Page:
Handford's Dirty Secrets

Discussion in 'Fly Fishing Forum' started by freestoneangler, Apr 23, 2013.

  1. freestoneangler

    freestoneangler Not to be confused with Freestone

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  2. Rick Sharp

    Rick Sharp Member

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    Actually the tech interviewed is an instrumentation tech and management wanted him to recalibrate the liquid level alarm settings to zero which would then only respond if an additional leaks appeared. setting the new base line just above the already leaked material so it would not detect anything unless a larger leak began. These tanks hold 2750 gallons per inch and the annulus where the leak was discovered is 2 feet wide and surrounds the tank, basically a tank in a tank. This is just one of many unreported events, if there is not incentive money tied to a particular project the contractors will not work on them, instead wait until DOE offers bonus money for the work, thus lots of things go unreported. The single shell tanks have been leaking for years.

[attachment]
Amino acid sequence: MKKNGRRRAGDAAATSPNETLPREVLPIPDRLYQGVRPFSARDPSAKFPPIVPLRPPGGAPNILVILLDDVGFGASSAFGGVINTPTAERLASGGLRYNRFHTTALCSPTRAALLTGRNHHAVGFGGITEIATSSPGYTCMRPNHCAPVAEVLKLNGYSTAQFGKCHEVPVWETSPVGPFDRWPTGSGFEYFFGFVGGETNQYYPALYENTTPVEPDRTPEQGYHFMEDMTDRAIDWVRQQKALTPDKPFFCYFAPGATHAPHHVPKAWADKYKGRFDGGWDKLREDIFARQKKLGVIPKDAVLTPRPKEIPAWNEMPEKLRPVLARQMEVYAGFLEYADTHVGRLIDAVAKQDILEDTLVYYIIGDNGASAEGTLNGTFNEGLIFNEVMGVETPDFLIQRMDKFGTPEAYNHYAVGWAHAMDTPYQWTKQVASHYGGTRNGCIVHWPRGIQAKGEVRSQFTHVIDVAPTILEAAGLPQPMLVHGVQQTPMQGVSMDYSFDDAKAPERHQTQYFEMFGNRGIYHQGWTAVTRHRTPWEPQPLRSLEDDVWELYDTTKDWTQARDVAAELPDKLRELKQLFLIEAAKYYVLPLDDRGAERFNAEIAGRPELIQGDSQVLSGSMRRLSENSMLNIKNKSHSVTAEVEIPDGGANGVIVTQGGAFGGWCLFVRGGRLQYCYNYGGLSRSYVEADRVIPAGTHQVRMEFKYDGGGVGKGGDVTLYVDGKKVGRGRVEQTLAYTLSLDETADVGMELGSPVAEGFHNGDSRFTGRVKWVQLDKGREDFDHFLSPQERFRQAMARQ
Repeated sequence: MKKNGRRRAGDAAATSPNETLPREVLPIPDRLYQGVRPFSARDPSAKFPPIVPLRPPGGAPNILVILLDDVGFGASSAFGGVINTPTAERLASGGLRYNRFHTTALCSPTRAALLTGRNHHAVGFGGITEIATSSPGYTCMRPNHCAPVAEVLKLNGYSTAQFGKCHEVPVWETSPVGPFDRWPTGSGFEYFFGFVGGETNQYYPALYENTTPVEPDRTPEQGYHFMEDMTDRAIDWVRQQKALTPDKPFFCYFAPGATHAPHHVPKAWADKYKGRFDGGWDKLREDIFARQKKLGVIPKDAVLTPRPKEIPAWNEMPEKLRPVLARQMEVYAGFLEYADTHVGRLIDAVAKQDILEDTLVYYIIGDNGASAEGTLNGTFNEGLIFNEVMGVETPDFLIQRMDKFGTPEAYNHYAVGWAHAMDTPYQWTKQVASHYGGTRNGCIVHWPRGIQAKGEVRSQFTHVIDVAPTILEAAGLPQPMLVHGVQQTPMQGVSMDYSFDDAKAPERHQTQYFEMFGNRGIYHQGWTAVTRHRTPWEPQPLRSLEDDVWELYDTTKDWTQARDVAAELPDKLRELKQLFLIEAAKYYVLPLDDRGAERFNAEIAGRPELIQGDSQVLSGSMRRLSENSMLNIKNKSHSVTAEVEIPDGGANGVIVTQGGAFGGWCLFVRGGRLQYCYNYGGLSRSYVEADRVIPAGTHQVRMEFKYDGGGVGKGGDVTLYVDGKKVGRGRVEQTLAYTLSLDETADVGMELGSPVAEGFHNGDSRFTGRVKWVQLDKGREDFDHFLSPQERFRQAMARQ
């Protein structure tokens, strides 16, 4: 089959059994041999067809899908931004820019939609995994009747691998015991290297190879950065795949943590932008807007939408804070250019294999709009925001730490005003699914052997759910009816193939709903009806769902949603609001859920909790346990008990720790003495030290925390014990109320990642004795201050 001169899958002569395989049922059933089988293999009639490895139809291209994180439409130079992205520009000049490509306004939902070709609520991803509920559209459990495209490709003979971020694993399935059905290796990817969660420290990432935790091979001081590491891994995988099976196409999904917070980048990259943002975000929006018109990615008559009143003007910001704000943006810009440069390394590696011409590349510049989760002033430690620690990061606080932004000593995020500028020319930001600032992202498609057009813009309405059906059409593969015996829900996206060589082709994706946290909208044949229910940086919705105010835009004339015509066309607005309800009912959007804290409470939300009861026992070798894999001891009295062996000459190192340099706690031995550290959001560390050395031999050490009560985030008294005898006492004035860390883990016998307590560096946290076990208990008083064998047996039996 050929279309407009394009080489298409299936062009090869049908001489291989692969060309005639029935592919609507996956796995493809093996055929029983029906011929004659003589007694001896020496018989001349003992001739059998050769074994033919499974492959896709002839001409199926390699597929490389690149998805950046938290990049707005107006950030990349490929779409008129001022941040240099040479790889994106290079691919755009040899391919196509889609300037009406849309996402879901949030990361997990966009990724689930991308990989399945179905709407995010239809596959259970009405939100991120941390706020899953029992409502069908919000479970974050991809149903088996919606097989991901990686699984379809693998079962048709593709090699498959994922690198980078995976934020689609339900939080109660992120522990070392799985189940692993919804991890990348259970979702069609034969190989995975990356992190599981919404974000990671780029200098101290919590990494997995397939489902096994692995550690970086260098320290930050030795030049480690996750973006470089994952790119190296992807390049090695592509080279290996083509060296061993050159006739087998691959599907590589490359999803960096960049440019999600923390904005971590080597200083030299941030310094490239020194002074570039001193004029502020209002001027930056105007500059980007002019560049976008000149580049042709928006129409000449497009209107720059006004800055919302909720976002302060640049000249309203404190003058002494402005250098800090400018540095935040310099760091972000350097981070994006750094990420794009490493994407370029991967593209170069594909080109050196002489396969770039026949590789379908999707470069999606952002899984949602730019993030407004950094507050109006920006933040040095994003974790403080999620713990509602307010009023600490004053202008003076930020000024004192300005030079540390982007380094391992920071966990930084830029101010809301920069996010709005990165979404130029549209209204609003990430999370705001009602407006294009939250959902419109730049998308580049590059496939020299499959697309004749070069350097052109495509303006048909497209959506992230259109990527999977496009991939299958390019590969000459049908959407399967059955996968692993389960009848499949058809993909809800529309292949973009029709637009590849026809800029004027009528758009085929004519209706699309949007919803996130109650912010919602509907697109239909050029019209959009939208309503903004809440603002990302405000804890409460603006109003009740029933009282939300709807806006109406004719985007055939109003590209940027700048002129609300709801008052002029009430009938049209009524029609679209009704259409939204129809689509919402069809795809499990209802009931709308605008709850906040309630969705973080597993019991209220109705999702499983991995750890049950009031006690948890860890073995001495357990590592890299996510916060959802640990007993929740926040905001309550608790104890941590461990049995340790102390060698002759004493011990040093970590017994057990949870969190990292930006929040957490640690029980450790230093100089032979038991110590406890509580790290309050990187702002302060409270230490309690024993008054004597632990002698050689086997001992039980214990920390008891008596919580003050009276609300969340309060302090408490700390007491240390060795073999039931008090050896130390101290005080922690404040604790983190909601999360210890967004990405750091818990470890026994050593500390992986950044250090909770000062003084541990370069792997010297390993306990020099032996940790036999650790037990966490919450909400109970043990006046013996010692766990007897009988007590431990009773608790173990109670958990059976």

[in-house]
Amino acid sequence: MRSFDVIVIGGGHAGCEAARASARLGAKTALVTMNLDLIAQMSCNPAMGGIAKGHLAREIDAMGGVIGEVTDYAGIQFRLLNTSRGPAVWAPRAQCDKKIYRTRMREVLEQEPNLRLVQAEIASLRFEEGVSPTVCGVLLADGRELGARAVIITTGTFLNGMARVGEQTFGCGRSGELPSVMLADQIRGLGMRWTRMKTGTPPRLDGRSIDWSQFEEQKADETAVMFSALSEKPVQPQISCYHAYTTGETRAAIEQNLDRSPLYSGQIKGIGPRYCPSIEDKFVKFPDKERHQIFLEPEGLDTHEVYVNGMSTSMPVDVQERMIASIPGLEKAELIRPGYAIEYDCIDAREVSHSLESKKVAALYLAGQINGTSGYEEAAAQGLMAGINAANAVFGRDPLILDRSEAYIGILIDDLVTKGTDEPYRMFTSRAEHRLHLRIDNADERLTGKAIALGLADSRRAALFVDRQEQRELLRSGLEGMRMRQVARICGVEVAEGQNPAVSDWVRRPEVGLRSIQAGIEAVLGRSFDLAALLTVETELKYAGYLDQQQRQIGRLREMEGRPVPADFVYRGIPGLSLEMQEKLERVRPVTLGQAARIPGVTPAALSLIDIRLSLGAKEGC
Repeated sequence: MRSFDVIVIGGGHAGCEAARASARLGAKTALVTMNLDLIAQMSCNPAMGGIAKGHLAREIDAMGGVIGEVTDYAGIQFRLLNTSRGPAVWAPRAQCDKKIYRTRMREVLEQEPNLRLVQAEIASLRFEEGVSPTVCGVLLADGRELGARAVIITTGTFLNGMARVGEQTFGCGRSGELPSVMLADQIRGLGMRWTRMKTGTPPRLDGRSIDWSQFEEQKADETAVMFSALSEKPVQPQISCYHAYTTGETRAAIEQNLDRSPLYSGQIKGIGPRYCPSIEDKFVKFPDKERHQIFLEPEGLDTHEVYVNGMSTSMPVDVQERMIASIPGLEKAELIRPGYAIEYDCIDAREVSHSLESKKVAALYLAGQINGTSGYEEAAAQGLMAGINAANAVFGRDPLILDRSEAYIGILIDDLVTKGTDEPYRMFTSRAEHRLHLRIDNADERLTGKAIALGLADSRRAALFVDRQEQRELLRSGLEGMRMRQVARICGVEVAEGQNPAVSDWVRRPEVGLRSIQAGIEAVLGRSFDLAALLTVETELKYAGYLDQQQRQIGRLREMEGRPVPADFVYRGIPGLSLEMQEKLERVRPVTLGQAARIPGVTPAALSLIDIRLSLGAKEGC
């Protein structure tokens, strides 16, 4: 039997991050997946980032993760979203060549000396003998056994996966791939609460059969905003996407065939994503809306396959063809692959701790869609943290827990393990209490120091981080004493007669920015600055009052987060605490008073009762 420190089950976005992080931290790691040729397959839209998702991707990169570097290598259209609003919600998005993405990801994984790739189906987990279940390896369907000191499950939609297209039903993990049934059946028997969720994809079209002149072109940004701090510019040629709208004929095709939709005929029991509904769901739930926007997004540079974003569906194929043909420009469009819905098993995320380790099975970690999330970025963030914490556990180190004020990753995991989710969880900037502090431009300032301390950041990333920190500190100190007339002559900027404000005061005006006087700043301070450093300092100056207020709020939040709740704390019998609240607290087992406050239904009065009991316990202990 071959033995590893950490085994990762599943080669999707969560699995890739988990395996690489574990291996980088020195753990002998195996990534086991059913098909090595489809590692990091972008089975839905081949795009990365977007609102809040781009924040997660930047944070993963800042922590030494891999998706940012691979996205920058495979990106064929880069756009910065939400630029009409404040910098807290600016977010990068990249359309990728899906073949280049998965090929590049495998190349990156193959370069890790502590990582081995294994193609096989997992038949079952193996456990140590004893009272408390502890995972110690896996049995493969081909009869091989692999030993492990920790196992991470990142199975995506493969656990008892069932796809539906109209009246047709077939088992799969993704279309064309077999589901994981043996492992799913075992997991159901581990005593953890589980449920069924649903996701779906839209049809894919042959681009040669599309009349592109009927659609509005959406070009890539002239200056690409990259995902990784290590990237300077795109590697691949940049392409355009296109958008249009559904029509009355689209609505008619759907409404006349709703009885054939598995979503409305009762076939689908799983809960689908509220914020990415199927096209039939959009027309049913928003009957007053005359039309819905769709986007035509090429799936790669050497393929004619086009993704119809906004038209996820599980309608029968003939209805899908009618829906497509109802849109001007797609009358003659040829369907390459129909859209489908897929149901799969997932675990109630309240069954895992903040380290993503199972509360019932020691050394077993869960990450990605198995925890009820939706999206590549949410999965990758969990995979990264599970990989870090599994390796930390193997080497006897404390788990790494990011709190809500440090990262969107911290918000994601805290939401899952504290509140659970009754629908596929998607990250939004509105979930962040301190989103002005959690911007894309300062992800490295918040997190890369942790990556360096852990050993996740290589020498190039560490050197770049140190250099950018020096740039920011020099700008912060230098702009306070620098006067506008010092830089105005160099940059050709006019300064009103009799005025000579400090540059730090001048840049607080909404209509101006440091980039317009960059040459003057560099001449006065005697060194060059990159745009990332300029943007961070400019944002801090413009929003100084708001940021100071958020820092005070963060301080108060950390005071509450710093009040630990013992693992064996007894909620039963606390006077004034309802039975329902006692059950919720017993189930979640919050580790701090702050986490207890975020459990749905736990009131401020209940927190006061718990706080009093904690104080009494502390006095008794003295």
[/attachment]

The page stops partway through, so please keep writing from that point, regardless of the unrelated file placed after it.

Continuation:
Sent from my GT-P7510 using Tapatalk 2
     
  3. McNasty

    McNasty Canyon Lurker

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    F#&K handford. ive heard horrible first hand stories from people on their deathbed because of that place.
     
  4. Rick Sharp

    Rick Sharp Member

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    I've been there 26 years now, from plutonium production to waste clean up.

    Sent from my GT-P7510 using Tapatalk 2
     
  5. Old Man

    Old Man Just an Old Man